Test the limits of what you can do with highlight and shadow recovery. Lightroom is a good program for this, Capture One is even better (though it’s generally a more advanced program to use and isn’t yet as well integrated with Photoshop for things like round trip edits.) If you’re starting out and don’t have processing software yet, check out Adobe’s cheap photographer bundle – Lightroom and Photoshop for $9.99 per month.

Get to know custom settings

As you use your camera for day-to-day tasks, you’ll find which functions you use the most and would like to access more easily. Many cameras have custom user menus where you can put all your favorite settings in the same menu tab for easy access, and frankly, if you do not take advantage of these you are letting some of the best about these cameras pass you by. Camera handling can improve an absurd amount by understanding how to set the camera up just as you like, and it personalizes the camera for you.

Video tutorials/manual/books

Manuals tend to be quite dry and thus difficult to hold a person’s attention in this age of Facebook scrolling and 30 second videos. However, there is often very important and valuable information stashed away in there that you might never discover on your own. If you just can’t get into manual reading mode, fear not because there are other ways to get the info.

YouTube is a great free resource with tutorials on just about every photographic topic including camera specific instructions. There are paid online classes as well, like Creative Live’s collection of fast-start camera courses. Pro tip – check out their app if you have an iOS device for a free lesson every day, and if you’re lucky enough to catch the course you want when it’s streaming you can watch it in its entirety free of charge. If you prefer to read but want something more palatable than the manual your camera came with, there are books written in plain, regular people’s terminology. Rocky Nook has published a ton of these, but they’re far from the only alternative manual resource.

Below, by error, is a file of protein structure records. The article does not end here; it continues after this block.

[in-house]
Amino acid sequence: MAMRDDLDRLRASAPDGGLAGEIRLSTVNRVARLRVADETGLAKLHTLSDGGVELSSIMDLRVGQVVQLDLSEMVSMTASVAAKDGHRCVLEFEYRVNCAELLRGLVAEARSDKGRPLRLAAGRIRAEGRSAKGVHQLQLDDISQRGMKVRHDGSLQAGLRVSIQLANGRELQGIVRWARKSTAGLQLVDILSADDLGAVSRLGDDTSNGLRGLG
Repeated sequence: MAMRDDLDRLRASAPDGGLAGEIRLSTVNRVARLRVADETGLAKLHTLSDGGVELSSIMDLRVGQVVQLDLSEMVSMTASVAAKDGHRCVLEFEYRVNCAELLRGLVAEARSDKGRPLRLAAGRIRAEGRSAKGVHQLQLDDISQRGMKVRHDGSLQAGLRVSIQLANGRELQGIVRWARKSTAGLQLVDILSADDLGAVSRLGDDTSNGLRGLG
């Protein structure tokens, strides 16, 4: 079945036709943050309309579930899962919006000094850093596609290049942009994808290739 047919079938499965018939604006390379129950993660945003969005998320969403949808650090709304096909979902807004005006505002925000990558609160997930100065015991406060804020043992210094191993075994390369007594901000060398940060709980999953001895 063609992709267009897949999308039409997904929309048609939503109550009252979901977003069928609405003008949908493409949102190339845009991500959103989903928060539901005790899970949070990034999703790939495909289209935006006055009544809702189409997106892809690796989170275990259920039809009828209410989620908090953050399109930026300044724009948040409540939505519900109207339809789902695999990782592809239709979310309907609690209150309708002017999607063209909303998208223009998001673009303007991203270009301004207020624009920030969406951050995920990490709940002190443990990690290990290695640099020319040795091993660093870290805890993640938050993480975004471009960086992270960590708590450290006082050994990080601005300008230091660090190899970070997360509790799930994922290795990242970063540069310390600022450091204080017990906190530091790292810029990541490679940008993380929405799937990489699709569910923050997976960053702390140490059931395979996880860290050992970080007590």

Put it all in action

Now that you know what your tool can do – where it excels and where it may lag – it’s time to get out there and play! Take a lot of photos, make a lot of photos, however you like to shoot – go do it! Do it a lot. Rinse, repeat.

About

Seattle based photographer with a side of videography, specializing in work involving animals, but basically a Jill of all trades.
Instagram: @HJRphotos

Comments [2]

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  1. Victor Meyer

    I would say focus on with the 3 basics – aperture, shutter speed and ISO. Make sure you can control those 3 without looking at the camera i.e. while looking through the view finder, and you’ll be good to go.

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  2. adam sanford

    For Canon shooters, consider TDP. Bryan Carnathan posts comprehensive lists for setting up your new camera — here’s the latest he’s done with the 5D4:

    http://www.the-digital-picture.com/News/News-Post.aspx?News=18895